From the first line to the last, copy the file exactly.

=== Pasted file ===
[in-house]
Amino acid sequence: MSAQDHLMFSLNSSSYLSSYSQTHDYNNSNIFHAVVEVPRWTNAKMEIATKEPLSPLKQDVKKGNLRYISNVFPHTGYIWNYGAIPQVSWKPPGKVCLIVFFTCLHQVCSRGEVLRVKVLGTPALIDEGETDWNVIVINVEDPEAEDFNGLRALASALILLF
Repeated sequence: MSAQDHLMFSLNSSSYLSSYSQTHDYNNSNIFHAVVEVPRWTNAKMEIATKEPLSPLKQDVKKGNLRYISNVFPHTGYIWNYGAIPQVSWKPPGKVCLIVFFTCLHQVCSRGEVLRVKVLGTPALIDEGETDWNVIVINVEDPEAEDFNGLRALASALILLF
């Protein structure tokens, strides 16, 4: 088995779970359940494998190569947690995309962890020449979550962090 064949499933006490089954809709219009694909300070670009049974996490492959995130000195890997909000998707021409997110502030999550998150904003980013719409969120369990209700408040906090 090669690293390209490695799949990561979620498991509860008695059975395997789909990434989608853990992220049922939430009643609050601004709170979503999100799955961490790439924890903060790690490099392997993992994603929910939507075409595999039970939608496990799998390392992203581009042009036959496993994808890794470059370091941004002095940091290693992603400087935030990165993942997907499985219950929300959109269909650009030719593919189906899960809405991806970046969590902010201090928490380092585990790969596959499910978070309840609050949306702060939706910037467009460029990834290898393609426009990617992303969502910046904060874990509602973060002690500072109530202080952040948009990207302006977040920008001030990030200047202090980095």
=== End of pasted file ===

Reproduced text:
[in-house]
Amino acid sequence: MSAQDHLMFSLNSSSYLSSYSQTHDYNNSNIFHAVVEVPRWTNAKMEIATKEPLSPLKQDVKKGNLRYISNVFPHTGYIWNYGAIPQVSWKPPGKVCLIVFFTCLHQVCSRGEVLRVKVLGTPALIDEGETDWNVIVINVEDPEAEDFNGLRALASALILLF
Repeated sequence: MSAQDHLMFSLNSSSYLSSYSQTHDYNNSNIFHAVVEVPRWTNAKMEIATKEPLSPLKQDVKKGNLRYISNVFPHTGYIWNYGAIPQVSWKPPGKVCLIVFFTCLHQVCSRGEVLRVKVLGTPALIDEGETDWNVIVINVEDPEAEDFNGLRALASALILLF
């Protein structure tokens, strides 16, 4: 088995779970359940494998190569947690995309962890020449979550962090 064949499933006490089954809709219009694909300070670009049974996490492959995130000195890997909000998707021409997110502030999550998150904003980013719409969120369990209700408040906090 090669690293390209490695799949990561979620498991509860008695059975395997789909990434989608853990992220049922939430009643609050601004709170979503999100799955961490790439924890903060790690490099392997993992994603929910939507075409595999039970939608496990799998390392992203581009042009036959496993994808890794470059370091941004002095940091290693992603400087935030990165993942997907499985219950929300959109269909650009030719593919189906899960809405991806970046969590902010201090928490380092585990790969596959499910978070309840609050949306702060939706910037467009460029990834290898393609426009990617992303969502910046904060874990509602973060002690500072109530202080952040948009990207302006977040920008001030990030200047202090980095």